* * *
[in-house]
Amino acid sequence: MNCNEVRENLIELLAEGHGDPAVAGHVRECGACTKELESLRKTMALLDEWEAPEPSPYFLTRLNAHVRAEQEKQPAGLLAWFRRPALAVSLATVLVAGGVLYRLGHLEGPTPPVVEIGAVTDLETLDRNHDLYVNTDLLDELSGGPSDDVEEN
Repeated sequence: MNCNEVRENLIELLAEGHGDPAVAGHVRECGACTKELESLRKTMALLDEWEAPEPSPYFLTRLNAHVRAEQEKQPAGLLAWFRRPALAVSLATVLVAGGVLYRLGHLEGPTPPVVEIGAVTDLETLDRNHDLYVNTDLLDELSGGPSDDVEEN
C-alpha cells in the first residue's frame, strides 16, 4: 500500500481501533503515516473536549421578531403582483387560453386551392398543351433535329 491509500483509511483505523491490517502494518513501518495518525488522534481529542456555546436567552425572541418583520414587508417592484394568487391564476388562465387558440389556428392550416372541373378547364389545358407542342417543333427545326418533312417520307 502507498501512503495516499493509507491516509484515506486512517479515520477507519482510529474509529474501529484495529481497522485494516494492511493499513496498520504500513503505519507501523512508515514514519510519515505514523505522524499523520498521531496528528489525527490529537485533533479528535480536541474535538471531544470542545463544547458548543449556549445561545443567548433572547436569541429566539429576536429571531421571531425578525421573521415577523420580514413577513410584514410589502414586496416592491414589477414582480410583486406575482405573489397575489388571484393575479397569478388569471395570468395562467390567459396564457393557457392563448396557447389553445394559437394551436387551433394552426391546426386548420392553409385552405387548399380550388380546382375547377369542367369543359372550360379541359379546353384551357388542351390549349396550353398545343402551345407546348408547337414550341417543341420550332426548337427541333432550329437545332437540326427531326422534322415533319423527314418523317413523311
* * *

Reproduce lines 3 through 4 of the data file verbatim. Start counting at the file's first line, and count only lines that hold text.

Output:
Repeated sequence: MNCNEVRENLIELLAEGHGDPAVAGHVRECGACTKELESLRKTMALLDEWEAPEPSPYFLTRLNAHVRAEQEKQPAGLLAWFRRPALAVSLATVLVAGGVLYRLGHLEGPTPPVVEIGAVTDLETLDRNHDLYVNTDLLDELSGGPSDDVEEN
C-alpha cells in the first residue's frame, strides 16, 4: 500500500481501533503515516473536549421578531403582483387560453386551392398543351433535329 491509500483509511483505523491490517502494518513501518495518525488522534481529542456555546436567552425572541418583520414587508417592484394568487391564476388562465387558440389556428392550416372541373378547364389545358407542342417543333427545326418533312417520307 502507498501512503495516499493509507491516509484515506486512517479515520477507519482510529474509529474501529484495529481497522485494516494492511493499513496498520504500513503505519507501523512508515514514519510519515505514523505522524499523520498521531496528528489525527490529537485533533479528535480536541474535538471531544470542545463544547458548543449556549445561545443567548433572547436569541429566539429576536429571531421571531425578525421573521415577523420580514413577513410584514410589502414586496416592491414589477414582480410583486406575482405573489397575489388571484393575479397569478388569471395570468395562467390567459396564457393557457392563448396557447389553445394559437394551436387551433394552426391546426386548420392553409385552405387548399380550388380546382375547377369542367369543359372550360379541359379546353384551357388542351390549349396550353398545343402551345407546348408547337414550341417543341420550332426548337427541333432550329437545332437540326427531326422534322415533319423527314418523317413523311